Drug resistance in Salmonella strains isolated from domestic wastewater before and after treatment in stabilization ponds in an arid region (Marrakech, Morocco)
- Cite this article as:
- Mezrioui, N. & Echab, K. World Journal of Microbiology & Biotechnology (1995) 11: 287. doi:10.1007/BF00367100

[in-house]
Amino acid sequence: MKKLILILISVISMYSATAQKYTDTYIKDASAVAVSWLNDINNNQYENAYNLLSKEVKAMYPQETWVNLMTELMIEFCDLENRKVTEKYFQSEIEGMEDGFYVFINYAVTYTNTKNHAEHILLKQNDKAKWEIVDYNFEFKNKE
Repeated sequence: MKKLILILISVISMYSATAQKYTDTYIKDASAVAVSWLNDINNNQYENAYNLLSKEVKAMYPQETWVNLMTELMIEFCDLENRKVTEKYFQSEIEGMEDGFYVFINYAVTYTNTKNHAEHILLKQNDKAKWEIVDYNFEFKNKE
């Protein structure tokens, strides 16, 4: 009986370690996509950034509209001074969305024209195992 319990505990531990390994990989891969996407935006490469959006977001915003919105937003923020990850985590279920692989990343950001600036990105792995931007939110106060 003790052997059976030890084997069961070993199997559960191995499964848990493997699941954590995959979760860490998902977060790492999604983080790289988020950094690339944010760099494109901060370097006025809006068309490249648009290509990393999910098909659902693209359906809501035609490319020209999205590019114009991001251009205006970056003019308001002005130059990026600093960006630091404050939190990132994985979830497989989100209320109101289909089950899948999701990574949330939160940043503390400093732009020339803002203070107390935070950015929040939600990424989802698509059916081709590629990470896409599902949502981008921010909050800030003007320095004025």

Some 118 Salmonella strains isolated before and after treatment in stabilization ponds were tested for antimicrobial resistance. In the treatment plant, which decreases the abundance of Salmonella by 99%, a significantly lower level of antibiotic resistance (P<0.01) was identified at the system's inflow point (19%) than at its outflow (29%). The serotypes most frequently identified as having multiple antibiotic resistance were Salmonella paratyphi B and S. typhimurium. High tetracycline resistance was observed at all sampling points, followed by resistance to ampicillin and streptomycin. Antibiotic resistance can be transferred from Salmonella to other members of the Enterobacteriaceae family, such as Escherichia coli K12; transfer frequencies in nutrient broth and filtered sewage water were 4.5×10-4 and 7×10-7, respectively.